Introduction & Psych Perspectives
What is Psychology? Psychology is the scientific investigation of mental (thinking, remembering and feeling) and behaviour. Understanding a person requires attention to the individual’s biology, psychological experience and cultural context. Behaviour – Overt (observable) actions; Physiological correlates of actions Mental Processes – Thoughts (memories, imagery, concepts); Emotions (fear, happiness, anger, arousal); interactions between the two (e.g. decision making) Graduate Attributes:
* Knowledge and understanding of psychology, including major concepts, theoretical perspectives, empirical findings and historical trends * Appreciation, application and evaluation of basic research methods in psychology. * Critical thinking skills in psychology, including use of the scientific approach to solve problems. * Values in psychology, including; the ethical use of information, appreciation of cultural diversity; and the value of empirical evidence. * Effective communication skills in psychology across a variety of contexts and formats * Appreciation of the application of psychological principles to personal, social and organizational issues.
* The Scientific approach in Psychology
* A brief history of scientific Psychology
* How Psychology is taught
* Relationship between Psychology and other disciplines
* Provide a framework for you to think about psychology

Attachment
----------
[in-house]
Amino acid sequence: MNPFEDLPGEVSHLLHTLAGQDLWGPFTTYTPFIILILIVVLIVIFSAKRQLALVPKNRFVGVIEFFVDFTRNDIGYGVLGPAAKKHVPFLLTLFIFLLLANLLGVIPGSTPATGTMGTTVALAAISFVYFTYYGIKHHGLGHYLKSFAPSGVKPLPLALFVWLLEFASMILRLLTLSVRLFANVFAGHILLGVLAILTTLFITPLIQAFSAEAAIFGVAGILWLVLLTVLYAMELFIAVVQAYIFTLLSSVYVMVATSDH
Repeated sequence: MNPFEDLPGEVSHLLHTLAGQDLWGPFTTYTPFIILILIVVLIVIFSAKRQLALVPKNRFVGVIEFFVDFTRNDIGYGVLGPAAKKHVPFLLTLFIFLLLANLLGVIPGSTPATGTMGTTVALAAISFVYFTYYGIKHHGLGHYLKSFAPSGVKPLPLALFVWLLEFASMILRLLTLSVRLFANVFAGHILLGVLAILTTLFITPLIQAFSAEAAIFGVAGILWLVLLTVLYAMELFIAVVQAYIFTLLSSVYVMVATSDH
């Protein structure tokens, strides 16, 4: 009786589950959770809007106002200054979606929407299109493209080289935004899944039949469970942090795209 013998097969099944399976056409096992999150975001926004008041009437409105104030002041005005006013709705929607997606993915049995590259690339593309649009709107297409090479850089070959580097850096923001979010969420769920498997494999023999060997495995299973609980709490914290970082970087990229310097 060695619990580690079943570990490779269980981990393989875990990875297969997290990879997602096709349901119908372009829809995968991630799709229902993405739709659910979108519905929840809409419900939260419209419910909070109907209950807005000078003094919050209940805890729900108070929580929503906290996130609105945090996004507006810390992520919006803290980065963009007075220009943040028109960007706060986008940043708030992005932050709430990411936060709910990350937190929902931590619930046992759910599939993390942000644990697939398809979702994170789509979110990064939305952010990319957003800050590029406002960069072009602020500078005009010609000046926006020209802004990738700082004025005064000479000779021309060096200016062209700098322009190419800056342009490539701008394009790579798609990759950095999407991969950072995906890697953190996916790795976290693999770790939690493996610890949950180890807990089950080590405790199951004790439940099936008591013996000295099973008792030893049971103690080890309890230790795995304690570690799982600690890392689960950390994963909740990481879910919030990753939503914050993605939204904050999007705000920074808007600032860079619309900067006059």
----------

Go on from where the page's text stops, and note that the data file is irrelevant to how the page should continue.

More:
* Preview some of the topics and theme you will study in the course.
Goals of Scientific Psychology
Description of behaviour using careful observations
Prediction allows for specification of the conditions under which a behaviour will or will not occur Why?
Explanation, identifying the causes of behaviour
Facilitating changes in behaviour
1. Birds of a feather flock together OR opposite attract
2. Absence makes the heart grow fonder OR out of sight out of mind. These clichés can be used post hoc to explain most behaviour therefore out commonsense is unfalsifiable (not capable of being proved false).
Science| Common Sense|
Objective data collection| Subjective data collection|
Systematic observation| Hit or miss observation|
Reliance on evidence| Ignores counterevidence|
(Science vs. Common Sense)
Brief History of Psychology
* Psychology emerged in part from philosophy. Many issues at the heart of contemporary psychological research and controversy are classic philosophical questions. * Psychology is defined as an empirical science. (Based on or concerned with observations and experience rather than theory and pure logic.) * Early assumptions were that the goal of Psychology was to understand the structure and contents of the mind.
Wilhelm Wundt – Father of Psychology
* He hoped to use scientific methods to uncover the elementary units of human consciousness that combine to form more complex ideas, * Introspection – the process of looking inward and reporting on ones conscious experience. * He trained observers to report on their experiences under different experimental conditions e.g. when presented with a stimulus or task. * However this failed because peoples self reports were unreliable.
Structuralism & Functionalism
* Edward Titchener (1867 – 1927) advocated the use of introspection in experiments with the hope of devising a periodic table of elements of human consciousness. Due to his interest in studying the structure of consciousness, the school of thought initiated was knows an as structuralism. * Functionalism focuses on the function of psychological processes in helping individuals adapt to their environment – by William James. * E.g. attention serves to highlight and focus analysis on certain stimuli * Consistent with evolutionary framework
* Functionalism focuses on identifying the rules or...